The Ring saw mill, at West Bath, Me., was entirely burned up a few nights since. The Boston Weekly Spectator says of this mill that it occupied the site of what was probably the oldest tide mill in the country. The first saw mill was built in 1741, and was a double mill, built in the oldest style. It stood but a few years before it was destroyed by fire. The second mill was built in 1740, and is known to have stood less than fourteen years, as in 1763, a third mill was built, and still a fourth one was built on the same site in 1782, which stood twenty-four years. The fifth and last mill was built in 1806, and embraced all the then latest improvements. The Earrisburg (Pa.) Guard says an experiment is being made with a new kind of fuel on some of the steamboats running on the Missouri river. Itis a compressed coal, the process of preparing which originated in England, and is claimed to be greatly superior to common lump coal. It is now in use on board the steamships of the West India and Pacific Mail Company, and has been found to make steam faster, and to admit of more compact stowage than ordinary coal. An exchange says : Titusville,Pa., is tohave a velocipede school shortly, and the oil operators are all going to take lessons, with a view to riding from well to well. They liope thereby to avoid the muleclpedes and old hossipedesforinlyin vogue there. Quite a number of northern manufacturers are reported to be looking about Weldon, North Carolina, with a view of establishing factories there if the result of their examination is favorable. Seed of the Cinchona tree, from which quinine is made, is to be distributed gratuitously by M. F. Maury, of Lexington, Ya., f or a trial through the mountain regions of the Southern States. The North American says, The new oil well at Franklin, which has been creating a sensation lately, has pegged out, and is now only yielding two or three barrels daily. The Temascal tin mine in California now gives occupation to twenty-five hands, mostly Englishmen from Cornwall, anh the prospects for a rich and permanent yield are said to be in the highest degree favorable. A Frenchman intends to try the experiment of growing poppiea for the purpose of extracting opium during the coming season in Louisiana. Crude oil is said to command from $650 to $5T5per barrel at tlie principal points in the oil regions. A manufacturing concern at Chicopee, Mass., makes over two hundred and seventy-five different styles of locks varying in price from twenty-live cents to one dollar. A statement recently made to the Board of Trade, at Providence, R, I., shows that in case of fire the fire engines of that city would exhaust the water supply in three hours. The shoe manufacturers at Bridgewater, Mass., cannot answer their orders they accumulate so fast. A new bridge across the Allegheny river, at Bradys Bend was completed on Feb. 2d. Cincinnati announces a combined velocipede, musical, and elocutionary entertainment. Vermont has already commenced the production of her annual crop of maple sugar. The paper mills at Russell and Huntington, Mass., :ire now running on half time. The Texas newspapers are intending to found a mill to maKe their own paper. Keportsfrom Wisconsin state that the winter has been extremely favorable for lumbering, and large quantities have been got out. Beturns from Louisiana make the value of the sugar manufactured in 18CS twenty millions of dollars. The lemon and lime trees of Florida are reported to have been largely killed out by the frosts in that State. The orange trees will recover. The travel last year between France and England was less than between Boston and New York. The New York ice merchants, notwithstanding themildness of the winter, have gathered a full crop, and the supply of ice for the coming summer will be abundant. Facts for the Ladies I can inform anyone Interested of hundreds of Wheeler & Wilson Machines of twelve years wear that to-day are in better condition than one entirelg new. I have often driven one of them at a speed of eleven hundred stitches a minute. I have repaired fifteen different kinds of Sewing Machines, and I have found yours to wear better than any other. With ten years experience; in Sewing Machines of different kinds, yours has stood the greatest and the ] severest test for durability and simplieity. GEORGE L. CLARK. Lynrtenville, N. Y.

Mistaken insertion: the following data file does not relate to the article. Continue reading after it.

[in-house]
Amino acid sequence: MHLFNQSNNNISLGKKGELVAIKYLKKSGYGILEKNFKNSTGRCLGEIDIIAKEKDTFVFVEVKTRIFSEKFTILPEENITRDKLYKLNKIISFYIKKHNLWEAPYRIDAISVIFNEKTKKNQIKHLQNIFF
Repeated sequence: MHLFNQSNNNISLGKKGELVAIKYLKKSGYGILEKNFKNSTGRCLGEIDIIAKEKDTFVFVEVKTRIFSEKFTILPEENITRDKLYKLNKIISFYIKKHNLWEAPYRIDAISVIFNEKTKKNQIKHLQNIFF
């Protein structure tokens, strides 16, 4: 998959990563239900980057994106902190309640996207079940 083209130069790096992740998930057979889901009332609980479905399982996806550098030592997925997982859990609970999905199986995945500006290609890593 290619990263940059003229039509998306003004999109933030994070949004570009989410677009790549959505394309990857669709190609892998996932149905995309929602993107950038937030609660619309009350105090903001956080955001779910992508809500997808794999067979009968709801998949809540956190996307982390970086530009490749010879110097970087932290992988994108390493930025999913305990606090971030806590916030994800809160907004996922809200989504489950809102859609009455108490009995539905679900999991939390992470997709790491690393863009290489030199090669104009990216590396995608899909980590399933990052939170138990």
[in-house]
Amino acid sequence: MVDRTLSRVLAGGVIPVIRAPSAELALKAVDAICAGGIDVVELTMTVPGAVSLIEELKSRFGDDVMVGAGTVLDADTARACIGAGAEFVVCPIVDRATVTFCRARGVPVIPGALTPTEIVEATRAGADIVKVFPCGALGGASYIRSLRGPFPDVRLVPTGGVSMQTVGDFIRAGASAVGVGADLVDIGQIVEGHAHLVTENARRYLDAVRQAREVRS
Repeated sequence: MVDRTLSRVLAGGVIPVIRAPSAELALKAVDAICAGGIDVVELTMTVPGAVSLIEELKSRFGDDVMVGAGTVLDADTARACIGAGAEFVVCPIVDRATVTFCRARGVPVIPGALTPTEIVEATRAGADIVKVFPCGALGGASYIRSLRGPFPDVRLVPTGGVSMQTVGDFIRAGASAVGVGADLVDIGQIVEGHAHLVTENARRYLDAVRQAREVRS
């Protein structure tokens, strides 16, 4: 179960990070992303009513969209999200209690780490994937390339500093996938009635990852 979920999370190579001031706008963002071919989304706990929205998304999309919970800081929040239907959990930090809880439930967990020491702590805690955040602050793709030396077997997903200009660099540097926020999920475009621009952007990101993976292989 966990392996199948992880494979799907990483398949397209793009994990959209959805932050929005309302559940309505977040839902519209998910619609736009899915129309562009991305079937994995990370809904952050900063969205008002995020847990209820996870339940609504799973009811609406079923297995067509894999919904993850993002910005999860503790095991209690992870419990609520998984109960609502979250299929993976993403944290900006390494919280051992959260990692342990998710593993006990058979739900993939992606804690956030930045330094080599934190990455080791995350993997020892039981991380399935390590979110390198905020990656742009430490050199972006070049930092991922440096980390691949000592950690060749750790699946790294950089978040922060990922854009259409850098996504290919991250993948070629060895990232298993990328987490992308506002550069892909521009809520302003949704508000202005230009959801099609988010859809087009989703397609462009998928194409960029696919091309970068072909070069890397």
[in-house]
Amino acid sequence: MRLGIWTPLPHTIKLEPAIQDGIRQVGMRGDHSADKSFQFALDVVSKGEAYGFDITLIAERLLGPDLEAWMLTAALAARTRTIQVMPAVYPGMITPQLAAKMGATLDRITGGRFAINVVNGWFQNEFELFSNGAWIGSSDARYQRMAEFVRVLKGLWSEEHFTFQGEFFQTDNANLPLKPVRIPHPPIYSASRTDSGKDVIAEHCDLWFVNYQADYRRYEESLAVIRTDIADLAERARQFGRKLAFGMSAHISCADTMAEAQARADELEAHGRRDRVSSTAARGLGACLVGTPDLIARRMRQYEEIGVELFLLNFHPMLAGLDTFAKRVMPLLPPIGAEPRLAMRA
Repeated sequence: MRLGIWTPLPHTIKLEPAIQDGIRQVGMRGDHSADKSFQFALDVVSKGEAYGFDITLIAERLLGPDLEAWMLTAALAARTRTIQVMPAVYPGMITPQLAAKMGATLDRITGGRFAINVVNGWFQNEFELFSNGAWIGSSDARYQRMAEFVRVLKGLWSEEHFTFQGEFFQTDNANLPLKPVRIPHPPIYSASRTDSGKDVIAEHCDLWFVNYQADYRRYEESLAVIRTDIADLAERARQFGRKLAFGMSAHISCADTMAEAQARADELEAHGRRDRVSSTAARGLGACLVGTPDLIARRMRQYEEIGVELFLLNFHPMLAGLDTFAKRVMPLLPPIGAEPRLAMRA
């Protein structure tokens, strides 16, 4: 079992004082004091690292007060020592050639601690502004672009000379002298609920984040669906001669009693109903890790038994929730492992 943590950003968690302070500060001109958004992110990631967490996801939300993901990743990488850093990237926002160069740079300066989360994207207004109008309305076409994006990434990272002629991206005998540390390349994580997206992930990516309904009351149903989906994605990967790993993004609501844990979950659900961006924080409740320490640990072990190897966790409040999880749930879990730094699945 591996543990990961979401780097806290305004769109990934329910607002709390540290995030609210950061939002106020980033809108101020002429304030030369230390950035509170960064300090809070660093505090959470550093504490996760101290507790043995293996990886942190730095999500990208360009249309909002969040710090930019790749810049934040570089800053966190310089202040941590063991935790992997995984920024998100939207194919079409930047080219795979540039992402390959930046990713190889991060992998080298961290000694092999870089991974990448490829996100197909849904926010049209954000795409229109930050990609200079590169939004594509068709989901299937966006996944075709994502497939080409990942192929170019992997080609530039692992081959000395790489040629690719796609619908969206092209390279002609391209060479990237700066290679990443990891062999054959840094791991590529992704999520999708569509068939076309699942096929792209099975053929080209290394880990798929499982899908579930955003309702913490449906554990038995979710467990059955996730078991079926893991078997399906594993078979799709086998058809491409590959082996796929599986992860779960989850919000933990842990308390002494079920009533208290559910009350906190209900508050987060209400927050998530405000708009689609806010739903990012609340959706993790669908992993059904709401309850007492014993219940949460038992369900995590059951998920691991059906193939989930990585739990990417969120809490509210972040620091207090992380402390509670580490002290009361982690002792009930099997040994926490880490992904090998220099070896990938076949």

This article was originally published with the title "Manufacturing, Mining, and Railroad Items" in Scientific American 20, 10, 156 (March 1869)